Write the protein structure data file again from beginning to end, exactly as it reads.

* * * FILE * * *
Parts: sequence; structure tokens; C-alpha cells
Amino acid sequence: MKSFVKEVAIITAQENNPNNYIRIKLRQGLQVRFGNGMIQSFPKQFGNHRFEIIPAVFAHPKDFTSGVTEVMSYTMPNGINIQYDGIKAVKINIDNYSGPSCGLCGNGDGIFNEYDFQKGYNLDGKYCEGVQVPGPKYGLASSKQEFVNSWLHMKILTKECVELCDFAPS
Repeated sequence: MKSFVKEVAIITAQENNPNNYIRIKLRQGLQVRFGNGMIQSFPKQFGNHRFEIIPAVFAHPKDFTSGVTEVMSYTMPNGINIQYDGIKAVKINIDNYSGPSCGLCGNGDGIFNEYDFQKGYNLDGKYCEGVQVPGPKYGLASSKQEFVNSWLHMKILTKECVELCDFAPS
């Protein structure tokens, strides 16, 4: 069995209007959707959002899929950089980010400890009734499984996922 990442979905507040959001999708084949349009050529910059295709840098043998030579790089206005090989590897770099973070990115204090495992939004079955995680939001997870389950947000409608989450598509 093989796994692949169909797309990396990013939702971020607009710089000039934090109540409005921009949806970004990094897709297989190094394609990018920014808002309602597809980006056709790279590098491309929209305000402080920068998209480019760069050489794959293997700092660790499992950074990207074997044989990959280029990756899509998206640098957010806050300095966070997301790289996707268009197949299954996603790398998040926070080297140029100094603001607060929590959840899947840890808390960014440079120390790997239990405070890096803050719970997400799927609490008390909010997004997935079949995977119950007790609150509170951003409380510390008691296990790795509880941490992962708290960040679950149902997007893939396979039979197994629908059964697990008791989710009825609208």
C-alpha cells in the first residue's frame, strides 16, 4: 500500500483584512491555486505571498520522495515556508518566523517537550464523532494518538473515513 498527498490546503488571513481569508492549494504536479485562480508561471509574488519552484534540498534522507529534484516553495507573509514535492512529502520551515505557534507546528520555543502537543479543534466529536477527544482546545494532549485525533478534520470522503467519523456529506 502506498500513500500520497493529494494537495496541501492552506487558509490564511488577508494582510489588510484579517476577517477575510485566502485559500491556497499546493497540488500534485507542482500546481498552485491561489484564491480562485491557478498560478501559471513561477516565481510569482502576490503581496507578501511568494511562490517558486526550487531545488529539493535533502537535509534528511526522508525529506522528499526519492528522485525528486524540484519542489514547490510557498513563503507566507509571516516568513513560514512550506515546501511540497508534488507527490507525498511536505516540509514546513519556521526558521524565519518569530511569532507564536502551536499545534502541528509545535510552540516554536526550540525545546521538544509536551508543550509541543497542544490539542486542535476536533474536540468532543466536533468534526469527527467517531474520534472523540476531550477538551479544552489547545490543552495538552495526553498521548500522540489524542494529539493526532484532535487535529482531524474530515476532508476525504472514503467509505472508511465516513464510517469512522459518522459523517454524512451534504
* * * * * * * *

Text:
Parts: sequence; structure tokens; C-alpha cells
Amino acid sequence: MKSFVKEVAIITAQENNPNNYIRIKLRQGLQVRFGNGMIQSFPKQFGNHRFEIIPAVFAHPKDFTSGVTEVMSYTMPNGINIQYDGIKAVKINIDNYSGPSCGLCGNGDGIFNEYDFQKGYNLDGKYCEGVQVPGPKYGLASSKQEFVNSWLHMKILTKECVELCDFAPS
Repeated sequence: MKSFVKEVAIITAQENNPNNYIRIKLRQGLQVRFGNGMIQSFPKQFGNHRFEIIPAVFAHPKDFTSGVTEVMSYTMPNGINIQYDGIKAVKINIDNYSGPSCGLCGNGDGIFNEYDFQKGYNLDGKYCEGVQVPGPKYGLASSKQEFVNSWLHMKILTKECVELCDFAPS
């Protein structure tokens, strides 16, 4: 069995209007959707959002899929950089980010400890009734499984996922 990442979905507040959001999708084949349009050529910059295709840098043998030579790089206005090989590897770099973070990115204090495992939004079955995680939001997870389950947000409608989450598509 093989796994692949169909797309990396990013939702971020607009710089000039934090109540409005921009949806970004990094897709297989190094394609990018920014808002309602597809980006056709790279590098491309929209305000402080920068998209480019760069050489794959293997700092660790499992950074990207074997044989990959280029990756899509998206640098957010806050300095966070997301790289996707268009197949299954996603790398998040926070080297140029100094603001607060929590959840899947840890808390960014440079120390790997239990405070890096803050719970997400799927609490008390909010997004997935079949995977119950007790609150509170951003409380510390008691296990790795509880941490992962708290960040679950149902997007893939396979039979197994629908059964697990008791989710009825609208």
C-alpha cells in the first residue's frame, strides 16, 4: 500500500483584512491555486505571498520522495515556508518566523517537550464523532494518538473515513 498527498490546503488571513481569508492549494504536479485562480508561471509574488519552484534540498534522507529534484516553495507573509514535492512529502520551515505557534507546528520555543502537543479543534466529536477527544482546545494532549485525533478534520470522503467519523456529506 502506498500513500500520497493529494494537495496541501492552506487558509490564511488577508494582510489588510484579517476577517477575510485566502485559500491556497499546493497540488500534485507542482500546481498552485491561489484564491480562485491557478498560478501559471513561477516565481510569482502576490503581496507578501511568494511562490517558486526550487531545488529539493535533502537535509534528511526522508525529506522528499526519492528522485525528486524540484519542489514547490510557498513563503507566507509571516516568513513560514512550506515546501511540497508534488507527490507525498511536505516540509514546513519556521526558521524565519518569530511569532507564536502551536499545534502541528509545535510552540516554536526550540525545546521538544509536551508543550509541543497542544490539542486542535476536533474536540468532543466536533468534526469527527467517531474520534472523540476531550477538551479544552489547545490543552495538552495526553498521548500522540489524542494529539493526532484532535487535529482531524474530515476532508476525504472514503467509505472508511465516513464510517469512522459518522459523517454524512451534504